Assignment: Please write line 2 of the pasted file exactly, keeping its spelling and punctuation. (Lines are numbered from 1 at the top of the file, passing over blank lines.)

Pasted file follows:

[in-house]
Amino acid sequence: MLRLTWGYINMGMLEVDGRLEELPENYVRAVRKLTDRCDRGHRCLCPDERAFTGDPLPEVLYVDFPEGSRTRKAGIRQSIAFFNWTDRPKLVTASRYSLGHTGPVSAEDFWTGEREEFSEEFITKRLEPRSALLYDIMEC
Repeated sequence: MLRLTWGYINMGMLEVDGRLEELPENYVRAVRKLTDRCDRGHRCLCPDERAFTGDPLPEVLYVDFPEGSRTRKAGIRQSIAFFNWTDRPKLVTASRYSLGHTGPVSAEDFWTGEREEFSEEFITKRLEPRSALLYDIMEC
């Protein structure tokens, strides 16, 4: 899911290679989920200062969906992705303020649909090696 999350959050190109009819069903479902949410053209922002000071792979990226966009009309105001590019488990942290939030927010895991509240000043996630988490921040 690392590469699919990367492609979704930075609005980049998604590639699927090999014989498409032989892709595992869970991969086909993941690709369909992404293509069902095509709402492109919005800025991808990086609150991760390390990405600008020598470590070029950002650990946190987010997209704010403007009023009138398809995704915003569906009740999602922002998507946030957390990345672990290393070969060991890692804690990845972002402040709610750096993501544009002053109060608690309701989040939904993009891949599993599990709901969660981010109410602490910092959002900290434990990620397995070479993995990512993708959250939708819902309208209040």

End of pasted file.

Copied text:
Amino acid sequence: MLRLTWGYINMGMLEVDGRLEELPENYVRAVRKLTDRCDRGHRCLCPDERAFTGDPLPEVLYVDFPEGSRTRKAGIRQSIAFFNWTDRPKLVTASRYSLGHTGPVSAEDFWTGEREEFSEEFITKRLEPRSALLYDIMEC